The Progressive Conservative strategy of attacking Liberal Leader Dalton McGuinty as someone who will raise taxes stumbled yesterday as Mr. McGuinty won a vote of confidence from a tax-fighting group and Tory Leader Ernie Eves incorrectly accused him of voting against a taxpayers' rights bill.
Mr. McGuinty signed a pledge to the Canadian Taxpayers Federation stating that if elected premier, he will not raise taxes or implement any new taxes without the explicit consent of Ontario voters. It also commits him to balancing his budgets and abiding by the province's Taxpayer Protection and Balanced Budget Act.
That law, brought in by the Conservatives with support of the Liberals, forbids tax increases in all but extreme emergencies unless they have been approved in a public vote. Mr. McGuinty said yesterday he did not consider a crisis even of the scale of the SARS outbreak earlier this year to be an emergency that would justify a tax hike.
Shortly after, Mr. Eves, who has privately signed the Canadian Taxpayers Federation pledge, attacked Mr. McGuinty, saying he voted against the Taxpayer Protection Act when it was passed by the legislature on Nov. 23, 1999.
"I find it very intriguing," Mr. Eves said on a stop in the Niagara Peninsula. "Dalton McGuinty, who voted against the Taxpayer Protection Act and has fought it tooth and nail every step of the way, today apparently now says he will sign a pledge that says he will live by the Taxpayer Protection Act, which he's against and has fought against vehemently for years."
Liberals staffers quickly handed out photocopies of the provincial Hansard that showed Mr. McGuinty, in fact, voted in favour of the legislation, and Mr. Eves was absent from the proceedings that day in 1999.
The Conservatives have gambled on a strategy of attacking Mr. McGuinty over taxes, and their campaign includes TV ads asking: "Ever wonder why Dalton McGuinty wants to raise your taxes?"
Mr. Eves tried to stick to the script later in the day, insisting Liberal plans to cancel a property-tax rebate for seniors, promised in this year's budget, constitute a tax increase.
But the Ontario director of the Canadian Taxpayers Federation called Liberal plans to delays such tax cuts responsible.
John Williamson said the Liberal financial plan is better than that of the Tories.
"He's been very, very clear in his plan and where he wants to go and what he wants to do," Mr. Williamson said.
The Liberals have provided detailed financial proposals covering the next four years, he said. And, unlike the Tories, they have had their proposals approved by independent financial experts.
Their plan "does involve repealing some taxes and not moving ahead on some others," he said. "It's not my first choice. But . . . frankly I think the plan is a responsible plan."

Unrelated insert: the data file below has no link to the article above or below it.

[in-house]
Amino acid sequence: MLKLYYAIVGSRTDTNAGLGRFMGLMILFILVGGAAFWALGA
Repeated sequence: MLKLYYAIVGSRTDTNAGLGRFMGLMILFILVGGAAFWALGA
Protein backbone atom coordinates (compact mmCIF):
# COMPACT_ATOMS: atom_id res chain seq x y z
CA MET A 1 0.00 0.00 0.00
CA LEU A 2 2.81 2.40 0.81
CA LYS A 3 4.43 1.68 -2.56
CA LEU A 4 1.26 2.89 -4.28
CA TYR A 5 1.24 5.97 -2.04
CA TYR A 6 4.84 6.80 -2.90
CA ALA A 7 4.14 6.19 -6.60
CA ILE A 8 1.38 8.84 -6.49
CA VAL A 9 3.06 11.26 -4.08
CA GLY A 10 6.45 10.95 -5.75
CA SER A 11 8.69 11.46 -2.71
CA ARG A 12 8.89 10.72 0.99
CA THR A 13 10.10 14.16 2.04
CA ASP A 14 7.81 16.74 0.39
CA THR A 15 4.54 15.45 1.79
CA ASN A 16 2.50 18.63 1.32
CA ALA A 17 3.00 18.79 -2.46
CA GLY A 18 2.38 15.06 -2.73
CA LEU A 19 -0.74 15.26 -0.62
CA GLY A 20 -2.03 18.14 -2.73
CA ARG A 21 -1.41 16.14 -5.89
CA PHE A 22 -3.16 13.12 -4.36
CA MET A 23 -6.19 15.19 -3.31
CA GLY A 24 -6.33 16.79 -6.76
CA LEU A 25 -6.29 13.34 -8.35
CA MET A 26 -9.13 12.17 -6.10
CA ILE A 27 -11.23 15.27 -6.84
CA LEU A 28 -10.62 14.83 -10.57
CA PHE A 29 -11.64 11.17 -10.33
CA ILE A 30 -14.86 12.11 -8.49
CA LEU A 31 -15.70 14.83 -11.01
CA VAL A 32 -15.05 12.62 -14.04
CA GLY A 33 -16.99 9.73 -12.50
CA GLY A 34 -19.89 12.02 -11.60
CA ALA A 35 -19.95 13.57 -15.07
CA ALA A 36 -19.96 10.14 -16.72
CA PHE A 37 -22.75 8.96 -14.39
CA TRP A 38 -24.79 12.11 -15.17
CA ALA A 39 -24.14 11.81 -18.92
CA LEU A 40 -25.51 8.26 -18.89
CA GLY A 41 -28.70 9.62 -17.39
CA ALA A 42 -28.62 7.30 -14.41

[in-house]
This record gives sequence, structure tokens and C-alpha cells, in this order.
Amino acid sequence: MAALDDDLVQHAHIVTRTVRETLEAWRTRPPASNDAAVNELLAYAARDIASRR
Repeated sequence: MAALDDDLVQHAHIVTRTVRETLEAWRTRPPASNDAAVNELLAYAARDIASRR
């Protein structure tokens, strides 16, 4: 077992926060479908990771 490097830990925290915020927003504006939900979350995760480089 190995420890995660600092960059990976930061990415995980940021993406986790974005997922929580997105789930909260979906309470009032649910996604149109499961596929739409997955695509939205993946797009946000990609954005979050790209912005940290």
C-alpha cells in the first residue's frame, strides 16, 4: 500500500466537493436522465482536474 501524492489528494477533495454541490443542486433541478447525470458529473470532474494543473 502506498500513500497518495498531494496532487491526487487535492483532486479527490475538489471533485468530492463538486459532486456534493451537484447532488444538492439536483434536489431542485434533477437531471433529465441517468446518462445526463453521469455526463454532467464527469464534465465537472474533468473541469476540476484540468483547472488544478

The Conservatives and Mr. Eves, on the other hand, "only provided numbers for the first year and that's only on new spending promises. It doesn't include where they are going to be on health care and education four years down the road," Mr. Williamson said.
Mr. Eves insisted the Liberal plans constitute tax increases.
"Mr. McGuinty is telling people that he's not going to raise taxes in any way, shape or form," Mr. Eves said. "Well, how can that be true, when the law in the province of Ontario today, and was since July 1st, that every senior in this province will have rebated to them the provincial portion of the property taxes they pay on their principal residence?"
Mr. Eves continued: "He says he's going to repeal that . . . That's increasing taxes. I don't care how he wants to try to spin this."
Mr. McGuinty argues that the Conservatives have engaged in some spin of their own by claiming they are not running a deficit. He says the spring budget was balanced only because the government said it would sell $2-billion in undisclosed government assets - something that has yet to occur.
"We're telling Ontario voters that they can't trust Ernie Eves when it comes to practising fiscal discipline," Mr. McGuinty said. "He's hiding a $2-billion deficit. He's making irresponsible, reckless promises totalling $10.3-billion. And he doesn't have the courage to take his so-called financial plan and submit it to independent review. I'm asking [voters]to ask themselves who should they trust when it comes to their precious tax dollars."
Despite Mr. McGuinty's pledge yesterday - and although he has no plan to increase personal income tax - the Liberals would increase the corporate tax rate from 12.5 per cent to 14 per cent and would hike taxes on cigarettes.
The Taxpayer Protection Act stipulates that a general election can be considered a referendum on tax hikes that have been clearly articulated before the vote.
But former Tory finance Minister Jim Flaherty, who helped to write the legislation, said he did not agree that should be the case. Like Mr. Eves, Mr. Flaherty accused Mr. McGuinty of promising to raise taxes by repealing promised cuts, and he said he would be doing so without the expressed permission of the public.
But Mr. Flaherty was put on the defensive when it was pointed out that his own government delayed $1.5-billion in promised tax cuts last year without a referendum as required by the act.
That delay was created by a financial downturn related to the "extraordinary circumstances" of the terrorist attacks in the United States in September of 2001, he said, "but all of those tax reductions were implemented over time."